“Most veterans you ask, if they have to count the people they’ve lost to suicide and battle, suicide always wins,” said Ogo, who founded the peer support group Warriors First in 2016 after his own battles with PTSD led to drugs, crime and incarceration at the El Paso County Jail.
“When you’re getting out of the military, they kind of tell you you should probably check your head, but not a lot of people do that, and the people I know who are veterans struggle a lot,” he said.
The VA estimates that 20 veterans per day across the nation take their own lives. It’s a problem that is highlighted again and again by veterans groups and in social media posts and news stories.
In Denver, the VA’s Dr. Edgar Villareal is trying to slow that death rate.
The VA in recent months has kicked off a nationwide effort to stem suicide among veterans, and the agency’s Denver office now has eight specialists assigned to the task, Villareal said.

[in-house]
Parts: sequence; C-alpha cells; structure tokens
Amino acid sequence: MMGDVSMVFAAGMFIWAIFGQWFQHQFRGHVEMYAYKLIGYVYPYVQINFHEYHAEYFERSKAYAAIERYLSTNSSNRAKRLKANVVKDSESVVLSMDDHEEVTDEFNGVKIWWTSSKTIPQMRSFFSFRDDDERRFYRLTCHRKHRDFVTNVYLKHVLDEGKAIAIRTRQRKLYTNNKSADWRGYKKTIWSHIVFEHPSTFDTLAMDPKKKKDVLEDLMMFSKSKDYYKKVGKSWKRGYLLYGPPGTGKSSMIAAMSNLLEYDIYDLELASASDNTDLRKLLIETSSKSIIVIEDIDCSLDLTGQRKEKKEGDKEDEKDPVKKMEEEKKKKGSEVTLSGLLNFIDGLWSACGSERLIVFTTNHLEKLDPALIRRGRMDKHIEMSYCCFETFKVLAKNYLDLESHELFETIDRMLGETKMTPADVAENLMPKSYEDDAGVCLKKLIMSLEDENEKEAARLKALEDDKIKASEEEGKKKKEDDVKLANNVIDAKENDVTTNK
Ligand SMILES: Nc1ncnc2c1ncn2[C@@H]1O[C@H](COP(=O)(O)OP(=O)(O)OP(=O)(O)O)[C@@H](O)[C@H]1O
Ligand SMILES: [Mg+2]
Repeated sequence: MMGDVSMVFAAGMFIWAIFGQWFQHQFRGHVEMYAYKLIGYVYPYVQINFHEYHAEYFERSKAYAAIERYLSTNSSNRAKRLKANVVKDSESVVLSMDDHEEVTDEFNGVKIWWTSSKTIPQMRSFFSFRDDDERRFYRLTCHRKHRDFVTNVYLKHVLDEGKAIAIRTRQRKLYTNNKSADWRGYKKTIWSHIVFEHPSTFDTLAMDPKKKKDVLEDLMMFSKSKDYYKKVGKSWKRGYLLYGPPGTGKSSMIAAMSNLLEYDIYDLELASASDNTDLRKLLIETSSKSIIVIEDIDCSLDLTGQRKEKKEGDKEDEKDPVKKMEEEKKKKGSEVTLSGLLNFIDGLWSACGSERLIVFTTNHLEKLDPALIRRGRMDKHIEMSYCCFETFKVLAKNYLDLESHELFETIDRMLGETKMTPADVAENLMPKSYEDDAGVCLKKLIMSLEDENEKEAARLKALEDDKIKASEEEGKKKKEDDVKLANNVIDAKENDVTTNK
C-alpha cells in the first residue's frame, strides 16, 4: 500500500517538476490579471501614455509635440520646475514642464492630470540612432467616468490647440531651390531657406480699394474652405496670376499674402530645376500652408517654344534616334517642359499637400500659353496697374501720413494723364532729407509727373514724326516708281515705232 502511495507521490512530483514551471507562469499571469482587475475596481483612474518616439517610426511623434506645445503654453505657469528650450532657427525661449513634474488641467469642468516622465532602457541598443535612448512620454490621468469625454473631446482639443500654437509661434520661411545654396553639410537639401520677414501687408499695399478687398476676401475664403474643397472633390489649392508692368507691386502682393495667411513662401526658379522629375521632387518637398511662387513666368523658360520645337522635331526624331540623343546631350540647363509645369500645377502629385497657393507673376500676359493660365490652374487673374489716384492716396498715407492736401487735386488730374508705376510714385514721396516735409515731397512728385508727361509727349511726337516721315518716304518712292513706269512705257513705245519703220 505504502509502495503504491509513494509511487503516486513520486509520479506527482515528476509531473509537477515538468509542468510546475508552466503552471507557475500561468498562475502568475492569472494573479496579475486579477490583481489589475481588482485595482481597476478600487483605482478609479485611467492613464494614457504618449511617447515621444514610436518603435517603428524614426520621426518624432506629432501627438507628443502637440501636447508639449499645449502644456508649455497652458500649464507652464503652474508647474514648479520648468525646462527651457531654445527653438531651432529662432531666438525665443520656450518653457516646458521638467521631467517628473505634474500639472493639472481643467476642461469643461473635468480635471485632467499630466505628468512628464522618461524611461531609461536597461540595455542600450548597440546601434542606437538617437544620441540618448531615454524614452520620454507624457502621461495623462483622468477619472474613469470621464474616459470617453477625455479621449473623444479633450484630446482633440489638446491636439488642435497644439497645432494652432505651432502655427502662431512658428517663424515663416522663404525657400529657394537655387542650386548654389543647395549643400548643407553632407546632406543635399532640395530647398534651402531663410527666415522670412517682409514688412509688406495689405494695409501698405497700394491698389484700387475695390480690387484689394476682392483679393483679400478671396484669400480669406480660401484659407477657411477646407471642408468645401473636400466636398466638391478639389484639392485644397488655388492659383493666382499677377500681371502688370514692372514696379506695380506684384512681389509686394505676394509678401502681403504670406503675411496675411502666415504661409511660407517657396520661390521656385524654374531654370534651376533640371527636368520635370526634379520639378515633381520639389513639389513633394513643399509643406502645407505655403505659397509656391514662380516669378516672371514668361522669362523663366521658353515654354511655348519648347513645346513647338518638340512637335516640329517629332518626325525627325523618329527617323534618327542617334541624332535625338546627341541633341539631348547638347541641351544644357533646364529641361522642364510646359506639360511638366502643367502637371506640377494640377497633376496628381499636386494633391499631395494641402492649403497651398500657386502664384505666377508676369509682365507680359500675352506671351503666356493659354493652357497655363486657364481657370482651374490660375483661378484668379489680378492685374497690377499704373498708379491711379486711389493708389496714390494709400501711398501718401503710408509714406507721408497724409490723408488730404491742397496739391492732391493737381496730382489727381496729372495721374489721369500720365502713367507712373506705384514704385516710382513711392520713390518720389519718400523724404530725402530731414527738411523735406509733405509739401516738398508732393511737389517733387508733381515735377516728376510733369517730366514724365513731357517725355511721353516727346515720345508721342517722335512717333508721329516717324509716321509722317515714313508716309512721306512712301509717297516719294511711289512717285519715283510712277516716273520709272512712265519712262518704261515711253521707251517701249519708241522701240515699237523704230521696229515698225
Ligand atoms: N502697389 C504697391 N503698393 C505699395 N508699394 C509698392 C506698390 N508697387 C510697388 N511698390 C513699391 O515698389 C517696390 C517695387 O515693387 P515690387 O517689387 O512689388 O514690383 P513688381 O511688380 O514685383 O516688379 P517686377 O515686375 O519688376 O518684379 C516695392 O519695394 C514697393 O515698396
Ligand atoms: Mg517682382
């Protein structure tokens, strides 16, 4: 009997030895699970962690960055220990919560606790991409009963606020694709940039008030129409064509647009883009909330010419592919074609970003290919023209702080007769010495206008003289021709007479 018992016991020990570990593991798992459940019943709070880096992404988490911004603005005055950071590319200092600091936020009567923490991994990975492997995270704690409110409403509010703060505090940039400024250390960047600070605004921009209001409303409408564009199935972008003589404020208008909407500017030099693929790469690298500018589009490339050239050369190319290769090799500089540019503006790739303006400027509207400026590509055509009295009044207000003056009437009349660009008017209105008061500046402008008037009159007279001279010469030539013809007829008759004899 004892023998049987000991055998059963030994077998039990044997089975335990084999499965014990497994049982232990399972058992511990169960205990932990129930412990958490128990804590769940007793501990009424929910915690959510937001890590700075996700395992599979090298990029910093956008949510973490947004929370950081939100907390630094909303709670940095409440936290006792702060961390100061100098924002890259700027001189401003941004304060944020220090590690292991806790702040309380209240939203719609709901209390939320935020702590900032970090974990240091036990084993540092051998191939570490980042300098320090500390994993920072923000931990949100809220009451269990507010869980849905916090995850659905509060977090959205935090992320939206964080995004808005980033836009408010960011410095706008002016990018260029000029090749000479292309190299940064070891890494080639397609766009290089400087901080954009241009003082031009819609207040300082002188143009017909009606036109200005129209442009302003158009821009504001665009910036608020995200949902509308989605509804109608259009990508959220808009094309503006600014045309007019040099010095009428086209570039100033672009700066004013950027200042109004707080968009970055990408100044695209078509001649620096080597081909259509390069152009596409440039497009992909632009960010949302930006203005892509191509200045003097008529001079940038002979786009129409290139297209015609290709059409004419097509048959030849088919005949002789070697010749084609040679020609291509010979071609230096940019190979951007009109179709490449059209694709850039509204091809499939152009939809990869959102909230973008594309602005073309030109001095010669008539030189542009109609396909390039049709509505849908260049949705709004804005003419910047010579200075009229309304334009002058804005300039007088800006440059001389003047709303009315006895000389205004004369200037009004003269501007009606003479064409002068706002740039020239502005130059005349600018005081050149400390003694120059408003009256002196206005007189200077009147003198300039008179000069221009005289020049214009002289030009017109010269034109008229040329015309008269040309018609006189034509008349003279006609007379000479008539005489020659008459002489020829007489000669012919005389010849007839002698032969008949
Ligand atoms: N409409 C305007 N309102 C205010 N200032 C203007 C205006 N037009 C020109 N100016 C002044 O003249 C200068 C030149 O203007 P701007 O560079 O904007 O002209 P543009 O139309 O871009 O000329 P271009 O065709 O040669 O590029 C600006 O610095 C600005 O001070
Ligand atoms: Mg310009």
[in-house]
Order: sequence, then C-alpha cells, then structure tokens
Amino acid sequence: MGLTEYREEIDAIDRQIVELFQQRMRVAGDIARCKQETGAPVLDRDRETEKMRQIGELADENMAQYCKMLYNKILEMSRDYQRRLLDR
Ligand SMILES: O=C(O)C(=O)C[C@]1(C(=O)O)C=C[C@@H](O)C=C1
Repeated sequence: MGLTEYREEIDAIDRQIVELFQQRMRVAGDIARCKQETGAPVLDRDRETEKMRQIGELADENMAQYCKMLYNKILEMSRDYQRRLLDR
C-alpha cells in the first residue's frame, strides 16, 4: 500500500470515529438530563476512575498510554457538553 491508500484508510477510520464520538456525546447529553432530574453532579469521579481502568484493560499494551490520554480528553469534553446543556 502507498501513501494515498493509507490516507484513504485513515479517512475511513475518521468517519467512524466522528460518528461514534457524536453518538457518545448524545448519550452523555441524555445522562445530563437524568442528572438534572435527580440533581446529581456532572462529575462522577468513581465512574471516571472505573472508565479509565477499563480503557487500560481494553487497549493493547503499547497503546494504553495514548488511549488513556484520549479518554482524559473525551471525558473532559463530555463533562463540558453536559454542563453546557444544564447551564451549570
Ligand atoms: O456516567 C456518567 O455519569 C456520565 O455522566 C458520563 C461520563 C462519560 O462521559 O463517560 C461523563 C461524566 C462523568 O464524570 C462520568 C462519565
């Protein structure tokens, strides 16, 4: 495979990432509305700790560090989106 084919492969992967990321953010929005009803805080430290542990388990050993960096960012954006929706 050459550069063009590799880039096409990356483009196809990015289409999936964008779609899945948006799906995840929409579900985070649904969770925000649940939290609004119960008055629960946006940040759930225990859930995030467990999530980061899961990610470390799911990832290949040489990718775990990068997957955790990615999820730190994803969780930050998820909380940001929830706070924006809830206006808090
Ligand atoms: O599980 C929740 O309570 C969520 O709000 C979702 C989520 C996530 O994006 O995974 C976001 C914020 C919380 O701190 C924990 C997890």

One problem that’s already apparent: Most veterans who kill themselves aren’t getting VA care for mental illness or anything else.
“Whenever we hear 20 a day, 14 of those of veterans, unfortunately, are not in VA care,” he said.
Villareal’s office is focused on community outreach, offering training sessions around the state that teach the symptoms and signs of suicidal risk. The VA experts are also working to get the community to understand that mental illness is treatable and even curable.
“We’re talking about changing the conversation about mental health issues,” he said.
Villareal, an expert in post-traumatic stress treatment, said he’s also focused on making it easier for veterans to get care. Bureaucracy, paperwork headaches, canceled appointments and other foibles can make PTSD worse, he said, “because one of the primary challenges of recovering from PTSD is avoidance and avoiding seeking care.”